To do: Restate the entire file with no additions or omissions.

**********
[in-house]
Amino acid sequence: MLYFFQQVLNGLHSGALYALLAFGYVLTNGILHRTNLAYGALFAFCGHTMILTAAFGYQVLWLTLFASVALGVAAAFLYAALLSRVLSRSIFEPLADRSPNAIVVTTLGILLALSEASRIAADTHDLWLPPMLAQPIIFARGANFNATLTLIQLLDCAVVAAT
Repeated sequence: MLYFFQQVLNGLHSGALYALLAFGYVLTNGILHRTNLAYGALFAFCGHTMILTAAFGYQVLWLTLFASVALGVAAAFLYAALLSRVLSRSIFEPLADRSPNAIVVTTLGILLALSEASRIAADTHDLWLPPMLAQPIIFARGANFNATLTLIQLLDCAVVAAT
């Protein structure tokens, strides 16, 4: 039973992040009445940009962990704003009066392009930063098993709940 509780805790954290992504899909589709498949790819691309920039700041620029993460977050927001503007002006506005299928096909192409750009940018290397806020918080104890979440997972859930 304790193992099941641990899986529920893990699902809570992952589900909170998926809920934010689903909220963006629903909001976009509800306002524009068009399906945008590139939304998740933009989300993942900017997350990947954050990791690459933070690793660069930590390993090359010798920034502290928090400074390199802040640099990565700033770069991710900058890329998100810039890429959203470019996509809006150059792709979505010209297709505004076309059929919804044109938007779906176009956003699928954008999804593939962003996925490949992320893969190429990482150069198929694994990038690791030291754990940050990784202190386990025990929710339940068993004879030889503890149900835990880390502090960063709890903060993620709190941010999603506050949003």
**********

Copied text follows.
[in-house]
Amino acid sequence: MLYFFQQVLNGLHSGALYALLAFGYVLTNGILHRTNLAYGALFAFCGHTMILTAAFGYQVLWLTLFASVALGVAAAFLYAALLSRVLSRSIFEPLADRSPNAIVVTTLGILLALSEASRIAADTHDLWLPPMLAQPIIFARGANFNATLTLIQLLDCAVVAAT
Repeated sequence: MLYFFQQVLNGLHSGALYALLAFGYVLTNGILHRTNLAYGALFAFCGHTMILTAAFGYQVLWLTLFASVALGVAAAFLYAALLSRVLSRSIFEPLADRSPNAIVVTTLGILLALSEASRIAADTHDLWLPPMLAQPIIFARGANFNATLTLIQLLDCAVVAAT
């Protein structure tokens, strides 16, 4: 039973992040009445940009962990704003009066392009930063098993709940 509780805790954290992504899909589709498949790819691309920039700041620029993460977050927001503007002006506005299928096909192409750009940018290397806020918080104890979440997972859930 304790193992099941641990899986529920893990699902809570992952589900909170998926809920934010689903909220963006629903909001976009509800306002524009068009399906945008590139939304998740933009989300993942900017997350990947954050990791690459933070690793660069930590390993090359010798920034502290928090400074390199802040640099990565700033770069991710900058890329998100810039890429959203470019996509809006150059792709979505010209297709505004076309059929919804044109938007779906176009956003699928954008999804593939962003996925490949992320893969190429990482150069198929694994990038690791030291754990940050990784202190386990025990929710339940068993004879030889503890149900835990880390502090960063709890903060993620709190941010999603506050949003």